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10 Reasons You Should Stay Away from the iPad

March 26 2010

verizon prepping the ipadTo counter the numerous articles spouting accolades of the iPad and the wonders it can perform for the real estate agent, RET Staff members created a document to bring balance to the discussion.
First of all, we are not against the iPad, but we do have some reasonable doubt as to its usefulness in business. For personal use, we will not comment. Our website is not about promoting the latest and greatest technology for personal use. We look for the business value technology products and services can bring you. 
If you are thinking of buying an iPad for business use, wait until you’re read the top ten reasons why real estate agents should NOT use the iPad for business.

1. It’s expensive.
The iPad alone will cost you $30 a month. This would be on top of the data plan that you already have for your cell phone. You will still need broadband at home too. And it will be pretty slow—800 kbs is a top speed in ideal conditions. If you add all three together—$30 iPad, $50 iPhone, $40 Broadband (average prices)—you come up with $120 per month to “stay connected.” Given the shortcomings of the Safari browser, you may want to think twice about paying extra for the 3G version.

2. You cannot Multi-task.
Workflow on a computer with a full operating system allows you to have your email open while browsing the web and creating a document. With the iPad, you have to open and close each program to switch between applications. Professional tools for real estate agents require multitasking.

3. Many Websites will not work on an iPad.
An iPad does not support Adobe Flash or Microsoft Silverlight which means that many websites will not operate correctly when you visit them on the iPad Safari browser. This also means that you may not view many virtual tours on the iPad. Check with your MLS before you buy to insure that your iPad Safari browser can access the MLS system. Test it before you buy.

4. Does not Support GPS.
Many of the applications that were developed for the iPhone’s onboard GPS will not be able to provide location services on the iPad. If you plan to keep the device for any period of time, the iPod is a Dinosaur in mobile computing without GPS.

5. No Built-In Camera.
You can forget about Photo Booth and Video Conferencing on the iPad. I guess you would need to take a picture on your blackberry or iPhone, mail it to your iPad so you can see it over there. They do have a work around—you can pay a monthly fee for Mobile Me. Yet another monthly fee.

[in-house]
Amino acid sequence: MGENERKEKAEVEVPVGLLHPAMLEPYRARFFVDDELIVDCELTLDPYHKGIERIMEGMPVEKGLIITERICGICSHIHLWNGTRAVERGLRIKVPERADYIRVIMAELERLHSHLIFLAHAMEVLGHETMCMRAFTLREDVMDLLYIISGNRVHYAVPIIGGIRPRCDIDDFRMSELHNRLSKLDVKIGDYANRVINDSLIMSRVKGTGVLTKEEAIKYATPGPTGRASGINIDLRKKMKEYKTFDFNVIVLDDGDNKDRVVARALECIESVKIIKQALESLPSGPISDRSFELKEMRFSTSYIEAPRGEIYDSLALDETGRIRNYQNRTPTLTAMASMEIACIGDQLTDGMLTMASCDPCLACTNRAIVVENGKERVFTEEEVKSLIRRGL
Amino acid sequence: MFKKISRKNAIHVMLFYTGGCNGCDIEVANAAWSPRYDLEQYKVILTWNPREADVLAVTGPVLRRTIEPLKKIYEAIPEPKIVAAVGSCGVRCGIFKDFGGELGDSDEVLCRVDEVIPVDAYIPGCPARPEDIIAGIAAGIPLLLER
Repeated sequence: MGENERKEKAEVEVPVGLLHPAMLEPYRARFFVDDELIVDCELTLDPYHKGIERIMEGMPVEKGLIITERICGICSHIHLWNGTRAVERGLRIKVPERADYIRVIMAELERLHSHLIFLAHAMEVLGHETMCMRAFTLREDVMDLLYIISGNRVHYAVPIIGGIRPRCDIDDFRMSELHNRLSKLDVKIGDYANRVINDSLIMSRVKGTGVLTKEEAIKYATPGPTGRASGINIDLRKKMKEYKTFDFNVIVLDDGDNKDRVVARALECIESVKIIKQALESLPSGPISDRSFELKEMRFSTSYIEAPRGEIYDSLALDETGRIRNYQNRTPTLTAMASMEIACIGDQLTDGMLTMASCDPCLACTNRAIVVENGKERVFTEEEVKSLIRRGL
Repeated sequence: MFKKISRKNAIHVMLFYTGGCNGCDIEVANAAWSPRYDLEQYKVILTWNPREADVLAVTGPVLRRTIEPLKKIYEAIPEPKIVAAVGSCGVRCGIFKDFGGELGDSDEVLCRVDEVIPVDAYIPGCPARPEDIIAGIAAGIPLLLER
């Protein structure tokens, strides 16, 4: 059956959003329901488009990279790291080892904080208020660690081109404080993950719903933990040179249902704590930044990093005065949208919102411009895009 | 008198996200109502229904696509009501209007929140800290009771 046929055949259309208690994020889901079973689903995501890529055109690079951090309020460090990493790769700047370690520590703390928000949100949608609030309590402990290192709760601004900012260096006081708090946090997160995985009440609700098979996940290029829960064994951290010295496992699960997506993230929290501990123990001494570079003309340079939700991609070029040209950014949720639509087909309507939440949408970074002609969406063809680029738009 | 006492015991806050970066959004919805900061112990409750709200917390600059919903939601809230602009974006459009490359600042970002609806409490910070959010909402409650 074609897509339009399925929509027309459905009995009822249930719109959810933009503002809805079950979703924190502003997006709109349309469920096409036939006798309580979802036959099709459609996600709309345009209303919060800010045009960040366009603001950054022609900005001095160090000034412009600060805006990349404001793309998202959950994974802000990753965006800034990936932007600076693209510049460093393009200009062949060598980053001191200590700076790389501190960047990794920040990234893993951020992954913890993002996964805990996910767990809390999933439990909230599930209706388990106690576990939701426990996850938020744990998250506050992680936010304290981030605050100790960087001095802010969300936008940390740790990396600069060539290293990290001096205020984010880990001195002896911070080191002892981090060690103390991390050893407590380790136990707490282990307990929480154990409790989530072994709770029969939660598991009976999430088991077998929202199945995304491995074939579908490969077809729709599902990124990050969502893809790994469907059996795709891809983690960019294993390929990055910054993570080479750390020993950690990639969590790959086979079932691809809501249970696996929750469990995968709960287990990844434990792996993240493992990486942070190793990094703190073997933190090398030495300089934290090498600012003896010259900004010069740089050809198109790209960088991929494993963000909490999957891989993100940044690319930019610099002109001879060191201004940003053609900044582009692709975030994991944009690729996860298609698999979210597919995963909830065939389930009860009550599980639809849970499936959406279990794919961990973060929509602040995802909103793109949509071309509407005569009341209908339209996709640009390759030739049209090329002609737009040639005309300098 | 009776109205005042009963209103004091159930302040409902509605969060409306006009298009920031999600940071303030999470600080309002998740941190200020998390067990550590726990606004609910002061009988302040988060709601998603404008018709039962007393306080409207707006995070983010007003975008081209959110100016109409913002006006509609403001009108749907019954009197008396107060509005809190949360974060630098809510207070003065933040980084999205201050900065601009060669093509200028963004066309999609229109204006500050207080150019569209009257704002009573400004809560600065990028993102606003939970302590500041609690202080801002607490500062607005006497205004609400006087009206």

6. AT&T is the data plan service provider.
If you have an iPhone, you have experienced the poor quality of the AT&T data network. My iPhone regularly freezes up and drops calls when I have a 5 bar signal. They are already struggling to cope with data usage on the 3G network. The iPad will make that worse.

7. Cannot operate Word, Excel or PowerPoint on it.
iPad only supports software purchased from and downloaded from the iTunes App Store. Some of the most popular brands of software, like Microsoft Word, Excel, PowerPoint, etc., are not available. Most real estate agents I know rely pretty heavily on Microsoft in their workflow. The alternative is to do word processing and other comparable activities in iWork products. iWork is Apple’s version of MS Office. But plan to pay and extra $10 for each of those applications if you want them on your iPad. There are some other work arounds like AirShare Pro, iFiles and Documents to Go.

8. Can’t connect video to your big screen or television
You can’t use your iPad to feed media to a television or a big screen. The only output is very low quality.

9. Video will be choppy, not real-time
File sizes and resolutions for cell phones are okay because the screen size is so small, the bandwidth to send streaming video is ok. The file size of the 9.7” screen to provide a decent resolution will be a challenge. Plan for choppy video, poor resolution and slow streaming. Technically it is limited to 720P, with an aspect ratio of 4:30.

10. No video chat.
The iPad does not have the capability for video chat—an already established system available even on low-end MacBooks and the MacBook Air. If you were planning to use an iPad to allow for video conference calls or video chat meetings, think again.

The reality is that Apple’s iPad is just a tablet. While it possesses the capabilities of many existing devices, it is not a netbook, nor a personal computer, nor a pocket device. So is it any surprise that it does not hold the same functionality as our MacBook, iPhone and iTouch? Not to us. Hopefully not to you either.

It may be good for reading books, but not for conducting business.

Take away: Stay away from buying products for business with this many drawbacks. We don’t want your iPad purchase to send you home with a healthy dose of buyer’s remorse.